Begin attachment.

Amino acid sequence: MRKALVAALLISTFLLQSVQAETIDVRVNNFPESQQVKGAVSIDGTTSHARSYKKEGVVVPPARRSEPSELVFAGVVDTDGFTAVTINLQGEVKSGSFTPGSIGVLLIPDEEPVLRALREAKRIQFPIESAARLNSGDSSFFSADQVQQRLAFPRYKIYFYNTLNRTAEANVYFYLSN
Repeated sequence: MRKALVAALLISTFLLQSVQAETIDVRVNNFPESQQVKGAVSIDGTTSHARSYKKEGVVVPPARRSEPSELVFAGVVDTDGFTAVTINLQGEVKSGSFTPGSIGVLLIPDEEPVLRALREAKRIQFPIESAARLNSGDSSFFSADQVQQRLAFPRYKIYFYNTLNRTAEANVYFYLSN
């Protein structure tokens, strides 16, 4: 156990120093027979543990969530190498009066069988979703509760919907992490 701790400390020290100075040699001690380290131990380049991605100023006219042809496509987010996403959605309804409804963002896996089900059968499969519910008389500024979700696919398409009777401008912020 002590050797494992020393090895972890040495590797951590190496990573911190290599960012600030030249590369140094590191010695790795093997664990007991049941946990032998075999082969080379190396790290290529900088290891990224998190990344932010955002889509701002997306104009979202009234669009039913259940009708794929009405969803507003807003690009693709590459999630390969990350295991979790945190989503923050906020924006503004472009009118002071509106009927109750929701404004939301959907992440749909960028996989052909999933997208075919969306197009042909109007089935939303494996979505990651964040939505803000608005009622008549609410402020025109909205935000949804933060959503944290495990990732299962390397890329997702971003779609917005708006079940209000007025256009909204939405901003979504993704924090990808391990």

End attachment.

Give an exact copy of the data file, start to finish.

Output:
Amino acid sequence: MRKALVAALLISTFLLQSVQAETIDVRVNNFPESQQVKGAVSIDGTTSHARSYKKEGVVVPPARRSEPSELVFAGVVDTDGFTAVTINLQGEVKSGSFTPGSIGVLLIPDEEPVLRALREAKRIQFPIESAARLNSGDSSFFSADQVQQRLAFPRYKIYFYNTLNRTAEANVYFYLSN
Repeated sequence: MRKALVAALLISTFLLQSVQAETIDVRVNNFPESQQVKGAVSIDGTTSHARSYKKEGVVVPPARRSEPSELVFAGVVDTDGFTAVTINLQGEVKSGSFTPGSIGVLLIPDEEPVLRALREAKRIQFPIESAARLNSGDSSFFSADQVQQRLAFPRYKIYFYNTLNRTAEANVYFYLSN
């Protein structure tokens, strides 16, 4: 156990120093027979543990969530190498009066069988979703509760919907992490 701790400390020290100075040699001690380290131990380049991605100023006219042809496509987010996403959605309804409804963002896996089900059968499969519910008389500024979700696919398409009777401008912020 002590050797494992020393090895972890040495590797951590190496990573911190290599960012600030030249590369140094590191010695790795093997664990007991049941946990032998075999082969080379190396790290290529900088290891990224998190990344932010955002889509701002997306104009979202009234669009039913259940009708794929009405969803507003807003690009693709590459999630390969990350295991979790945190989503923050906020924006503004472009009118002071509106009927109750929701404004939301959907992440749909960028996989052909999933997208075919969306197009042909109007089935939303494996979505990651964040939505803000608005009622008549609410402020025109909205935000949804933060959503944290495990990732299962390397890329997702971003779609917005708006079940209000007025256009909204939405901003979504993704924090990808391990």